What to know about the Strawberry Moon lunar eclipse on Friday night
A full moon will take place on Friday night and with it, the “Strawberry Moon” will bring a penumbral lunar eclipse. The June full moon also happens to be the last full moon of spring, an occurrence that was named Strawberry Moon by the Algonquin tribes, according to NASA.
The name comes from the relatively short season for harvesting strawberries in the northeastern United States.
The Strawberry Moon will be close enough to opposite the sun that it will pass through part of the partial shadow of the Earth, causing an eclipse. During the eclipse, the moon will not be in the sky for most of the Americas, NASA says. The Moon will appear full for about three days, from early Thursday morning into early Sunday morning.
The eclipse will be entirely visible in eastern Africa, the Middle East, southern Asia and Australia, according to Space.com. It will begin at 1:45 p.m. ET and lasts until 5:04 p.m. ET – about three hours and 18 minutes.
The Strawberry Moon has also been called Mead Moon or the Honey Moon. The end of June was when honey was ripe and ready to be harvested, which made this the “sweetest” moon, according to some writings, NASA says.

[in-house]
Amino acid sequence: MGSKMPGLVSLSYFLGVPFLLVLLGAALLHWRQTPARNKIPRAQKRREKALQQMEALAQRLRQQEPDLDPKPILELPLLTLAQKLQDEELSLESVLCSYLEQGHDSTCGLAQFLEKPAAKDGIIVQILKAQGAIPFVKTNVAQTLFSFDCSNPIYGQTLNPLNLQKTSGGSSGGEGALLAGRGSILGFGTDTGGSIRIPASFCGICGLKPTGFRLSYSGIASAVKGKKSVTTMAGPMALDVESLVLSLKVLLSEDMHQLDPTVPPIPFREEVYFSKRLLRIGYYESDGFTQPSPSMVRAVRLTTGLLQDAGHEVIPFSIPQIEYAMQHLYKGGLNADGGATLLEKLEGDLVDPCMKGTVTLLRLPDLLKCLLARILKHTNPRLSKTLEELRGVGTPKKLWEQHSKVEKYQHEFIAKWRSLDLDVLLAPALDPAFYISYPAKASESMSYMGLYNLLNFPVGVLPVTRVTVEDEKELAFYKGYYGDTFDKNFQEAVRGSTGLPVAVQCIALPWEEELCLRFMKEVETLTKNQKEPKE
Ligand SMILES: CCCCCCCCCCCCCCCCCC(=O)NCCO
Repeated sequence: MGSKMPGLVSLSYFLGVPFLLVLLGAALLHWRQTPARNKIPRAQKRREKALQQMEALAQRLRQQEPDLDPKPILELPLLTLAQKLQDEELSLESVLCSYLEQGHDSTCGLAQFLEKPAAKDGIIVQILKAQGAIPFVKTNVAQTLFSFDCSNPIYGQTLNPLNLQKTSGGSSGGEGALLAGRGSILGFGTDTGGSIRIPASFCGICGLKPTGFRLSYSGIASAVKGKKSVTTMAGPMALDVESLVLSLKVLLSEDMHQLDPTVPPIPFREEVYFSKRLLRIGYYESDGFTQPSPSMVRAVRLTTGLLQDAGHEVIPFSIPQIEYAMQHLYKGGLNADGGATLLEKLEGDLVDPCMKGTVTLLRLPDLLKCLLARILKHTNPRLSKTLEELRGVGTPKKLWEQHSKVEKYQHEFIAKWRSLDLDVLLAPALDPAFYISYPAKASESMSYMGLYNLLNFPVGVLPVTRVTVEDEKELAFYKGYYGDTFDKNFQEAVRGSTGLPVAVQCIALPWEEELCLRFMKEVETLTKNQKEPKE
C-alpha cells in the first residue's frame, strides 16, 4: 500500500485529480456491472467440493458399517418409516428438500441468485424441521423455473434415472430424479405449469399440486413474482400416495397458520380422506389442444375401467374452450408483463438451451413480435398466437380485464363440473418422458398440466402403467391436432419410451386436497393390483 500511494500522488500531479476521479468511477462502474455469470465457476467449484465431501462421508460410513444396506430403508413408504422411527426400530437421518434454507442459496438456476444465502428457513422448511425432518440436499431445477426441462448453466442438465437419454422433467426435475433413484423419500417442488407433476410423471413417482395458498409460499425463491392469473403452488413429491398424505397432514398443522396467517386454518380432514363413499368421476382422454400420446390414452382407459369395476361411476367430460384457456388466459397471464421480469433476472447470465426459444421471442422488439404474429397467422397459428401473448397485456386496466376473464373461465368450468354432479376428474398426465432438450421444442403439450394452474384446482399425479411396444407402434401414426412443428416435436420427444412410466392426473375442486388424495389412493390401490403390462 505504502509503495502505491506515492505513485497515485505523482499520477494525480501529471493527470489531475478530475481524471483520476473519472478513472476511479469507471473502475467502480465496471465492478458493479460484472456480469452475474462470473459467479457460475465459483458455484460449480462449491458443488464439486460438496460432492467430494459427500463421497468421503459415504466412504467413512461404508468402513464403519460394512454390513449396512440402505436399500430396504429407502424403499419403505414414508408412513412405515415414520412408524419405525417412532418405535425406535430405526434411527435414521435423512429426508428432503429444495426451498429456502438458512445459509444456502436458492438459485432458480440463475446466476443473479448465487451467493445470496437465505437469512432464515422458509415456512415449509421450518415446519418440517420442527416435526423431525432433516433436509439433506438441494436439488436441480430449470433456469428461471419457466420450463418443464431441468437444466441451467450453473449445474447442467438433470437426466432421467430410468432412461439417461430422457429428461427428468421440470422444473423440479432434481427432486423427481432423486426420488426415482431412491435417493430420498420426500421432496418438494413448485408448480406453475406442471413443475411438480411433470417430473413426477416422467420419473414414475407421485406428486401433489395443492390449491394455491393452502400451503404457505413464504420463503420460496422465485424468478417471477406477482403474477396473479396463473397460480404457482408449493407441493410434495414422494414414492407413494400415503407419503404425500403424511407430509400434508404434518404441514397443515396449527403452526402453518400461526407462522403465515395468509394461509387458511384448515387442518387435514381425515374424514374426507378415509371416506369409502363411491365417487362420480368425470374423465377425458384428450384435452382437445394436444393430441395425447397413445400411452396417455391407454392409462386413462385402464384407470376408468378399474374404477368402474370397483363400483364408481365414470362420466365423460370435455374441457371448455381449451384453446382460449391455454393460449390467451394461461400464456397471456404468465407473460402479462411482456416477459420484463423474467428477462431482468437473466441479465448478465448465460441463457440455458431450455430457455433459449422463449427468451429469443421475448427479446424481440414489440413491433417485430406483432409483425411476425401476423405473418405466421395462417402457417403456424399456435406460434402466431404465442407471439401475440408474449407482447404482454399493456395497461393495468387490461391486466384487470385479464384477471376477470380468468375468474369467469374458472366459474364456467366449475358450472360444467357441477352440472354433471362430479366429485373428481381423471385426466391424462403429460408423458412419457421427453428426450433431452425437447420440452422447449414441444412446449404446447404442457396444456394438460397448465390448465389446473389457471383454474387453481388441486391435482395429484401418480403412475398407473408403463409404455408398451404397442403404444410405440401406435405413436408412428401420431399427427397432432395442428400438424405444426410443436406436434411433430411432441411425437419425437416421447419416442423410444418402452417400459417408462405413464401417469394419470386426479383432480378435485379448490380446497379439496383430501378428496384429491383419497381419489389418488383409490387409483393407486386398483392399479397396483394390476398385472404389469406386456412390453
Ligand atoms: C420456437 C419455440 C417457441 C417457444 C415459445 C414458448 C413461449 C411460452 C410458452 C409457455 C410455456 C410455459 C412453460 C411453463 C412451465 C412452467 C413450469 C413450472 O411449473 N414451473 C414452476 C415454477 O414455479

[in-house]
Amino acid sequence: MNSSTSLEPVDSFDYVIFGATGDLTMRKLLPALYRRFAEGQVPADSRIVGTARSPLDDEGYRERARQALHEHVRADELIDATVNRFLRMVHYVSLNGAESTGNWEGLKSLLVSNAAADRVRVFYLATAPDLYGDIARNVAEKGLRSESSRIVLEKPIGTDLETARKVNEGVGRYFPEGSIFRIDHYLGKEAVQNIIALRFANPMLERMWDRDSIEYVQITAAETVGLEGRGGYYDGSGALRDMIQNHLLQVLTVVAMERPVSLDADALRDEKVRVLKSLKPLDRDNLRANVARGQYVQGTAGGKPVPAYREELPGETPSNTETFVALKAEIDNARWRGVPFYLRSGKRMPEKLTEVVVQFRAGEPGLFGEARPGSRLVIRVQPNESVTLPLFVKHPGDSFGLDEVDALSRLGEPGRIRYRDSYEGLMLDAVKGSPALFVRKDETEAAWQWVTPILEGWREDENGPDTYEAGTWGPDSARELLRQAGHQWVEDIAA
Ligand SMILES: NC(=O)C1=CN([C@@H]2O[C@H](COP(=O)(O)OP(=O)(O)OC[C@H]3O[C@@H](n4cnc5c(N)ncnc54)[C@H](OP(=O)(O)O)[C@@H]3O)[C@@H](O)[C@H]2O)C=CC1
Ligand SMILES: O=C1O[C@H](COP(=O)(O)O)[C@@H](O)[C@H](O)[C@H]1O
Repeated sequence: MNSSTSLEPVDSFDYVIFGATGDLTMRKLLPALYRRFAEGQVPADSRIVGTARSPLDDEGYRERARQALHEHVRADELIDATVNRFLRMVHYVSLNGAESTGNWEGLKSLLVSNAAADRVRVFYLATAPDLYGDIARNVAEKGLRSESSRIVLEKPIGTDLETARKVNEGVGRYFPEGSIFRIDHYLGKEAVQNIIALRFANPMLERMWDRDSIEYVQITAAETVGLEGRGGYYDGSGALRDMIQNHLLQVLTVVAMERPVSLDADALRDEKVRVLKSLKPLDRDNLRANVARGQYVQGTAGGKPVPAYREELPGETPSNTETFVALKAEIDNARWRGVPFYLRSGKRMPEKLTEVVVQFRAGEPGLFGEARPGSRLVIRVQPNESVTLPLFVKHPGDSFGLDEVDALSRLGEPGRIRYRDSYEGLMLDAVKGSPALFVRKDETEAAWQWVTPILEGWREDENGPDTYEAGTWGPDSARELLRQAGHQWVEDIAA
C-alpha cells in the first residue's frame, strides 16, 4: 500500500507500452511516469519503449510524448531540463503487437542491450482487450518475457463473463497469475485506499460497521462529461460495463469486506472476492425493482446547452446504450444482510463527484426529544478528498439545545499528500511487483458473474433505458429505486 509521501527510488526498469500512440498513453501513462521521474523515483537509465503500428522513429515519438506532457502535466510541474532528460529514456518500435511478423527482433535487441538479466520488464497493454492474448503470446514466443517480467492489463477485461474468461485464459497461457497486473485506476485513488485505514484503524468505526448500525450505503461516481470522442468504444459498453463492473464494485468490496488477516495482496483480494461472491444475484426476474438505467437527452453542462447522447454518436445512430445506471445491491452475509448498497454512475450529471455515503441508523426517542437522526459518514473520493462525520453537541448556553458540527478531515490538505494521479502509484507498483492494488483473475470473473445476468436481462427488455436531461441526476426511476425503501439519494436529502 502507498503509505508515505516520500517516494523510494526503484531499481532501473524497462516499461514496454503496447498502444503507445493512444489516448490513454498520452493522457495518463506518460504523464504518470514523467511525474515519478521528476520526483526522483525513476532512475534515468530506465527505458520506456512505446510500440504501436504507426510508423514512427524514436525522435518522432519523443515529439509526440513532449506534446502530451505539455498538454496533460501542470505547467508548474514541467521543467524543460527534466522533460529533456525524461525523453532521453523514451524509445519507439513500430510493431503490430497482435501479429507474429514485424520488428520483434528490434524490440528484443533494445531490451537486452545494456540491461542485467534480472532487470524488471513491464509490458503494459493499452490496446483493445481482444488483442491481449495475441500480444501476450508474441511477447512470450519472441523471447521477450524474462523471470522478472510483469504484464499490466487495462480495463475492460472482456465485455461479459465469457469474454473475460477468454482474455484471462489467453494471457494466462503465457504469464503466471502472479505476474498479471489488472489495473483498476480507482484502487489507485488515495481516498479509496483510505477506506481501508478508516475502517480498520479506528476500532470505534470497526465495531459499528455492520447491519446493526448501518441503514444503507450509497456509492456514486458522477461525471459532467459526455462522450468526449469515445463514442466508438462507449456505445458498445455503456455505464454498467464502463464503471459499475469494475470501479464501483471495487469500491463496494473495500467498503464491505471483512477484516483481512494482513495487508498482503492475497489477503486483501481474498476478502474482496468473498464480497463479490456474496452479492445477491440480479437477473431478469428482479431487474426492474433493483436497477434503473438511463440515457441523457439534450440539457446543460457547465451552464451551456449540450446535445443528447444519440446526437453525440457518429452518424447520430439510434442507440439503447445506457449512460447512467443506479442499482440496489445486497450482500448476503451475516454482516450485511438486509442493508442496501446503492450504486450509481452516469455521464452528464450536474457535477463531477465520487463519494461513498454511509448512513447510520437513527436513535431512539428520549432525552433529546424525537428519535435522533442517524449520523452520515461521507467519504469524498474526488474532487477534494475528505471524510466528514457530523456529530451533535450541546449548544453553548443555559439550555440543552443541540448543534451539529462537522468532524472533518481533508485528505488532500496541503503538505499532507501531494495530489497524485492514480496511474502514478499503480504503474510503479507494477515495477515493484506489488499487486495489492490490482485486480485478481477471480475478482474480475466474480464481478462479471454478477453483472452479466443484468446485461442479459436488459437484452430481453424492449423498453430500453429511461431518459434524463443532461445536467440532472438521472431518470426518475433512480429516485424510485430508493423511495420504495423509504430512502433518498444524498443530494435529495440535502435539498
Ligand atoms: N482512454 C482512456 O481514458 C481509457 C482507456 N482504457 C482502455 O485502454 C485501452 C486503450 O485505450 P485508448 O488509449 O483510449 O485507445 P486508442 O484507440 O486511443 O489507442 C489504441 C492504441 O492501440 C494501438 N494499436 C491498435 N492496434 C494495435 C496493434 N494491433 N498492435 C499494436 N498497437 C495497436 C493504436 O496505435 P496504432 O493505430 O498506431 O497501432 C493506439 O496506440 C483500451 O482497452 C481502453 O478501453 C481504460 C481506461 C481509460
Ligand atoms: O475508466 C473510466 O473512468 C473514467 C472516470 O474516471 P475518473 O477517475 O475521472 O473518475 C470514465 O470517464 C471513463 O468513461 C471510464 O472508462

The tradition of calling the first month of marriage the “honeymoon” may be tied to this full moon – either because the “Honey Moon” is the “sweetest” moon of the year, or because getting married in June is a custom.
Some consider this full Moon the Rose Moon, but other sources from Europeans and Native Americans also refer to it as the Flower Moon, Hot Moon, Hoe Moon, and Planting Moon, NASA says.
Hindus also have traditions surrounding this lunar occurrence. During the three-day full moon, married women will show their love for their husbands by tying a ceremonial thread around a banyan tree, according to NASA.
Buddhists call this full moon the Poson Poya. In Sri Lanka, the Poson holiday celebrates the introduction of Buddhism in 236 BCE.